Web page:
In today’s world, credit does indeed matter. In fact, obtaining and using different types of credit instruments is part of almost every American’s financial life. However, because it is so easy to make expensive mistakes that can follow you for a long time, it is a good idea to learn how to borrow wisely from the beginning. This program will cover the core concepts of credit usage, including:
- What is Credit?
- Getting Started
- Using Credit to Your Advantage
- Delete Your Debt
- Consumer Rights and Responsibilities
Chapter 1: What is Credit?
In the broadest sense, credit means having the use of something before you pay for it. It adds flexibility to planning and makes it possible to pay for expensive items over a period of time. Credit comes in many different forms, and it is important to understand how each works so you can obtain the right type for your needs.
This is commonly used to purchase a large item, such as a home, car, or appliance. An asset (most often the item purchased) called collateral secures the loan. If you do not keep the monthly payment arrangement, the creditor has the right to reclaim the collateral. There are two types of secured credit:
- Secured/closed-end – With a secured/closed-end credit instrument, a set amount is borrowed up front, and you cannot borrow more from it later. The balance is usually repaid in equal installments over a specific period of time. Mortgages and car loans are an example of this type of credit.
- Secured/open-end – With a secured/open-end credit instrument, you are given a credit limit, and you can repeatedly borrow up to that amount. With a secured credit card, you can usually borrow as long as the account is open. With a home equity line of credit, you can only borrow for a fixed period of time (called the draw period). The minimum required payment is typically based on the current balance (amount owed), so it can vary from month to month.
This is credit extended without collateral (security). Because of the higher risk to lenders, unsecured credit generally carries a higher interest rate than secured credit. It can be:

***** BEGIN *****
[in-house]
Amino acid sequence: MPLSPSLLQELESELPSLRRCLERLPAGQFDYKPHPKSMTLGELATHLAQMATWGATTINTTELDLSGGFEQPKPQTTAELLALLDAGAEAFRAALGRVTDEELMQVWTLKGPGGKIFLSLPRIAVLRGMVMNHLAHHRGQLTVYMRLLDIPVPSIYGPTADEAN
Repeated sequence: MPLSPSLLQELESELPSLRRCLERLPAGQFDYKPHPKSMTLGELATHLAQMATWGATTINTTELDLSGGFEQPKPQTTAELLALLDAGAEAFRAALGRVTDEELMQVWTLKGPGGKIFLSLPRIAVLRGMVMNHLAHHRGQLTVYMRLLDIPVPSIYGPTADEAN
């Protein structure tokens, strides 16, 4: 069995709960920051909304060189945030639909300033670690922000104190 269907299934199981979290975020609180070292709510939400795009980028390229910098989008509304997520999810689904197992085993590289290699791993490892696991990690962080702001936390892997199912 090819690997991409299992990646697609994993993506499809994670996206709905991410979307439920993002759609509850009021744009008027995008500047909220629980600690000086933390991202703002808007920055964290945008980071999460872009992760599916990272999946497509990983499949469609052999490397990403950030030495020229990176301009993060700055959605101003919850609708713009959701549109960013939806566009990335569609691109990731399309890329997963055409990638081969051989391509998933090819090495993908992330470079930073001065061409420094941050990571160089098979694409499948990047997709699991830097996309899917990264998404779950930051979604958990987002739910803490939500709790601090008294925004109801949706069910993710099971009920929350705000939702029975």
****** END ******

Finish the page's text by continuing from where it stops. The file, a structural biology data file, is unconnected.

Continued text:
- Unsecured/closed-end – Like with its secured counterpart, a set amount is borrowed up front, and the repayment is typically made in equal, monthly installments. An example is a debt consolidation loan.
- Unsecured/open-end – You are given a revolving line of credit that you can continue to borrow from as long as your account is in good standing. The minimum monthly payment is based on the current balance. Credit cards are the most common form.
There are several types of credit cards on the market:
- General-purpose credit cards can be used virtually anywhere.
- If you have both an excellent credit history and a high income, you may be offered a “premium” card (sometimes called Gold or Platinum), which comes with a high credit limit and enhanced customer service.
- Some credit cards offer points, rebates, or cash-back rewards where the more you use them, the more benefits you receive.
- Retail cards may only be used at a particular retail establishment, such as a department store or gas station.
- Small business cards offer special perks to business owners and their employees.
- Student cards generally offer lower credit limits and special benefits for students.
- Secured credit cards require you to put down a deposit as collateral and are typically used by people who are trying to establish or reestablish good credit.
A charge card is similar to a credit card, but you have to pay the entire balance in full each month (although some card issuers may allow you to pay for specific purchases over time). The credit limit is often very high or even unlimited. If you cannot make a full payment, a high interest rate and late fee may be assessed. Collection action can
be swift and severe.
It is important to not confuse debit cards and credit cards. Because the money is deducted from your checking account right away when you use a debit card, it is not a type of credit.